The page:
3. Lead by example
If you work every hour you have been given, never say 'no' or don't admit when the workload is too much, then this will be the message that you broadcast loud and clear to the staff under you.
If you want to lead authentically, then model what you want to see in your team. If you wish your bosses asked your opinion about how to solve the problem, then be the kind of boss that asks that of your team. If you want a better work-life balance because you feel you would be more productive and effective that way, then make sure that your team is not over-working too much. If you wish you were appreciated more, then make sure that your team know how they are doing and what you appreciate in them. If you want to be authentic, then admit to them when you are struggling and allow them to speak up too. If you need your team to go the extra mile, then go the extra mile with them but try not to make it a habit for any of your sakes.
4. Share the load
I know when I get stressed my temptation is to start doing everything myself. I worry that delegating will just make things harder because I will need to explain everything to someone else and then after all that, they might not do the job 100% right. That isn't a great approach and isn't one I would recommend.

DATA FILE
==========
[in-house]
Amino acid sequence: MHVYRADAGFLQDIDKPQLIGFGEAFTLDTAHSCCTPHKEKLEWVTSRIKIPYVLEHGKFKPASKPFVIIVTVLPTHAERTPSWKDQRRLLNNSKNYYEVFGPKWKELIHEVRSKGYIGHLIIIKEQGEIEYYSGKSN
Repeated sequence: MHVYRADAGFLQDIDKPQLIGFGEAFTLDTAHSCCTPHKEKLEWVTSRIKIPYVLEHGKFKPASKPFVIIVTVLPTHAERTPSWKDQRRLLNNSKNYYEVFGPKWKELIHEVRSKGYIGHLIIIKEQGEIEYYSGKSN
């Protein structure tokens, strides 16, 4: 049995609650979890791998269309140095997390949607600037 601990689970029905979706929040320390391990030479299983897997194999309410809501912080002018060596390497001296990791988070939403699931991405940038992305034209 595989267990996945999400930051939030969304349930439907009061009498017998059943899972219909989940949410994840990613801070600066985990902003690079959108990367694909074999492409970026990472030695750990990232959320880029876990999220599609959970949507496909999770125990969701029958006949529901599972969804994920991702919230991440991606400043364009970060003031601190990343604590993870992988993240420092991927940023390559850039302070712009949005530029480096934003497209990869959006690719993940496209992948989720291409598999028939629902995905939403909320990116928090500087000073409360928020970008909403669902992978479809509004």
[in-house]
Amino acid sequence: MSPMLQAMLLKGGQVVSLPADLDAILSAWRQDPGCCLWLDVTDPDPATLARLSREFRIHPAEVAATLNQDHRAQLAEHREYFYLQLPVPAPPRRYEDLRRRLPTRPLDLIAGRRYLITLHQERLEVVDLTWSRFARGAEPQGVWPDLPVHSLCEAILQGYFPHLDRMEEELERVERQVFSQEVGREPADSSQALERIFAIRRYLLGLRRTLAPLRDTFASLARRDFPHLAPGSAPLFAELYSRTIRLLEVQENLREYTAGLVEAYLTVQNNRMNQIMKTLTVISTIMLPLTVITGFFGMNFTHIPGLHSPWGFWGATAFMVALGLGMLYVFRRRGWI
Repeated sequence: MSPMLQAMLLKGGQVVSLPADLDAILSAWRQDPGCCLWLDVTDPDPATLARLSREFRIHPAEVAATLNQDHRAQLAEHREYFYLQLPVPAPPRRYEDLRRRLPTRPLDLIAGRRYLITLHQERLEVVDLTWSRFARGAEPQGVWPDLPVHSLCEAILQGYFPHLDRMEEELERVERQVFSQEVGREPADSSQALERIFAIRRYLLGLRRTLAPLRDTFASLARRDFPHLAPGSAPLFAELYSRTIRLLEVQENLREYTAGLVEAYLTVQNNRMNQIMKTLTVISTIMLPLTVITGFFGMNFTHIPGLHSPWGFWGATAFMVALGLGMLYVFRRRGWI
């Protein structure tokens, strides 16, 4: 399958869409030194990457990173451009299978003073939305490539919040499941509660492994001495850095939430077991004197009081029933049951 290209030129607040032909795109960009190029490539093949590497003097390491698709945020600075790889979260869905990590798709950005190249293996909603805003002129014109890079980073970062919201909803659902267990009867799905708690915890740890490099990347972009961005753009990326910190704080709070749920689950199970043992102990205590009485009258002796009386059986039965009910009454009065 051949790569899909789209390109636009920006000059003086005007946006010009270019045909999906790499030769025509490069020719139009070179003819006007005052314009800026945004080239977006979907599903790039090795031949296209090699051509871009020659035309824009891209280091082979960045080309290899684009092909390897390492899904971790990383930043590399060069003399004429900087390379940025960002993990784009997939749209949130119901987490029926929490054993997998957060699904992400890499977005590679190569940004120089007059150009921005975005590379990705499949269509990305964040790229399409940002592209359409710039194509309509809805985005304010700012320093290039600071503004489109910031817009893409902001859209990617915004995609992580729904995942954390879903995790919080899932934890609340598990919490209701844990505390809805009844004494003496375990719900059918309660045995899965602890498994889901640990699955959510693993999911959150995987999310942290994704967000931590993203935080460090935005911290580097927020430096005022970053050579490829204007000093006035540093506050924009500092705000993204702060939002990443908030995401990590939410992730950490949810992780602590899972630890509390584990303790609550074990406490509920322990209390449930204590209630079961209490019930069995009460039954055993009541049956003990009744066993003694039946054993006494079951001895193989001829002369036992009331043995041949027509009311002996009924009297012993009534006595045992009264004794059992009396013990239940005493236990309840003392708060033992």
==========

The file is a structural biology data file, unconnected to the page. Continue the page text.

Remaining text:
Unless we work solo, we have been put in a team for a reason. We are there to pull together and to help each other and there will be people on the team who have different skills or just more time on their hands. Make use of them! It is worth delegating what you can and trust people with as much as you can. Most people love to be included and feel useful.
Use the language of 'we' and the team are more likely to want to pull together. If your staff think that you believe they can rise to the challenge and do the job at hand, then they are much more likely to perform well for you. Who could you trust with more this week? What would they need from you in order to do that job well (which might not necessarily mean exactly like you)?
5. Look after yourself
We can't work well or effectively if we are over-tired, hungry, over-whelmed or completely out of our depth. We can only keep going so long with adrenaline and cortisol pumping through us but at some stage if we don't start looking after ourselves, we will collapse.
It is important to make sure that you have enough time to sleep properly and to switch off from work. It is very hard to think with clarity when we are not functioning in a healthy way. Are you having fun in your life? What are you doing to relax or recharge?
When you travel on a plane the safety instructions tell you to put on your own oxygen mask before helping a child. It is the same at work. If you want to be effective to your staff, clients and patients, then you must make sure that you look after yourself first, otherwise you won't be able to look after them. It starts with you.
I hope that is of some help Liz. It is also worth asking yourself, what needs to change for you to be happy with your job? And also how bad does it need to get before you quit? Get clear on what you need and how much you can take. Only you can know where your limit is and when it has been reached.
Thank you for your question. I hope you find a way through soon and that your situation improves soon, whatever actions you take.
Until then, be bold, be brave and be yourself
*Name has been changed.